Regulators hope the savings will last through summer as California communities are under order to cut water use by 25 percent compared to 2013 levels. Gov. Jerry Brown announced his mandatory conservation order in April.
Felicia Marcus, chairwoman of the State Water Resources Control Board enforcing Brown’s order, said the results show it’s possible to meet steep conservation targets.
“It’s gratifying that far more communities are stepping up, and we want to see this much more through the summer,” Marcus said. “It ends up putting off the need for much harsher rationing, which has greater impacts on people and the economy.”
California is in a four-year drought that has devastated some rural communities, prompted some farmers to leave fields unplanted or tap expensive water supplies and dented fish populations. Many cities have avoided the brunt of the dry spell because of backup supplies and preparation, but the governor wanted conservation efforts ramped up with no clear end to the drought in sight.
May’s water savings were the best showing since the state started tracking conservation last summer. The report followed several months of tepid conservation, 13.5 percent in April and 4 percent in March.
Conservation may have been skewed by rain in parts of the state in May, which reduces the need to water lawns.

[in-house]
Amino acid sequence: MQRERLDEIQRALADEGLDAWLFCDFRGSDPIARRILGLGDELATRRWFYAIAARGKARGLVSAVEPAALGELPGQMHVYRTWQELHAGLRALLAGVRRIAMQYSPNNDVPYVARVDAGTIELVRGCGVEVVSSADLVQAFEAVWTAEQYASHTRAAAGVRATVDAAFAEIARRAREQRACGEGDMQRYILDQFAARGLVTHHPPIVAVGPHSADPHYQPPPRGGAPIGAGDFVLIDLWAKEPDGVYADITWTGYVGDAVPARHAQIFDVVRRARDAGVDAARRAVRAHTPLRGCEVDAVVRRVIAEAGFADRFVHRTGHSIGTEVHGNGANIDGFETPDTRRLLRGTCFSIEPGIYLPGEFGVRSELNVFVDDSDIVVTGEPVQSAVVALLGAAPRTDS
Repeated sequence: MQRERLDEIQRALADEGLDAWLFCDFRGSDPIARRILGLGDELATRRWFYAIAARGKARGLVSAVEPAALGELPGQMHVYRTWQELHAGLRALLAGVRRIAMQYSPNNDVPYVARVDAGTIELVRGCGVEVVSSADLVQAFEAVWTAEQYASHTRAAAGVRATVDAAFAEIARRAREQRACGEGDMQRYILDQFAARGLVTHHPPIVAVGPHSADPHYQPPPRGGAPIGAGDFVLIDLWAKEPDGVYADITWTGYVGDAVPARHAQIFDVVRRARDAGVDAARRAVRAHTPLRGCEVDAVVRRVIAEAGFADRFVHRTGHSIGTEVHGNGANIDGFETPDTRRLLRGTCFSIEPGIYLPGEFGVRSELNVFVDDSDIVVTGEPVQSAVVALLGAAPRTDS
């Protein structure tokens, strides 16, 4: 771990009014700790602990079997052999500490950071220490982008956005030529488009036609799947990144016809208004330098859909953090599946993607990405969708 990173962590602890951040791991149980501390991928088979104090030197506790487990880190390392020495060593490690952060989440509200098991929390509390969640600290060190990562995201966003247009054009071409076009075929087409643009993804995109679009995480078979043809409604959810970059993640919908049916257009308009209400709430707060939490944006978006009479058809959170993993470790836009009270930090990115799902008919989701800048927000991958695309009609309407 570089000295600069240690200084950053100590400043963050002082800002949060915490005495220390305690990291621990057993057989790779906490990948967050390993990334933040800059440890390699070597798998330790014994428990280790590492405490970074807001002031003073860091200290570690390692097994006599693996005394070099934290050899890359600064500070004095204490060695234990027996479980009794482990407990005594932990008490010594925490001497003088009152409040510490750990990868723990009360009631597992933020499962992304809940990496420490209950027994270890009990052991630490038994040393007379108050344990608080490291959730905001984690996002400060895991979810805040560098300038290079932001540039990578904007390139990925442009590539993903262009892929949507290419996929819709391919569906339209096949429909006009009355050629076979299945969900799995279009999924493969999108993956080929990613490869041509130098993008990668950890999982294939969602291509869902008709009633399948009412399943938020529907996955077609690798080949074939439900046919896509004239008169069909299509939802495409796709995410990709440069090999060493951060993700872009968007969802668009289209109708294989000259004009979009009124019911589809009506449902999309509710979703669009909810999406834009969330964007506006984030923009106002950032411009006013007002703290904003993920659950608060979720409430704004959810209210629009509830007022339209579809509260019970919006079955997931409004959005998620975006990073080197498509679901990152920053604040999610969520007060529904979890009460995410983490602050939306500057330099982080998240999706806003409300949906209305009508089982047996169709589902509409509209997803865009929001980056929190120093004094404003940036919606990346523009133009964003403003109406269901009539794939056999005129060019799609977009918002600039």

The data is self-reported by more than 400 California water departments and includes residential and business consumption. All regions of the state showed improvement.
Sacramento and its surrounding communities were the state’s top performer, cutting water use by nearly 40 percent.
The southern coast, where more than half of the state’s population lives in cities including Los Angeles and San Diego, conserved 25 percent in May after months of lackluster savings. Temperatures in the region were about 5 degrees cooler compared to May 2013 with an additional half inch of rain, according to National Oceanic and Atmospheric Administration data.
Regulators have been encouraging Californians to let their lawns go dry this summer as the easiest way to save large amounts of water and maintain local supplies if the drought continues.
The water board has assigned each community a mandatory conservation target between 4 and 36 percent, depending on how much water residents used last summer, that will be tracked between June and February. Cities that don’t meet these targets face fines or state-imposed restrictions on water use.
Some have complained these targets are unfair because it doesn’t take into account water savings made before the drought or how secure local supplies are. The city of Riverside is suing the water board over conservation, saying it has ample groundwater supplies.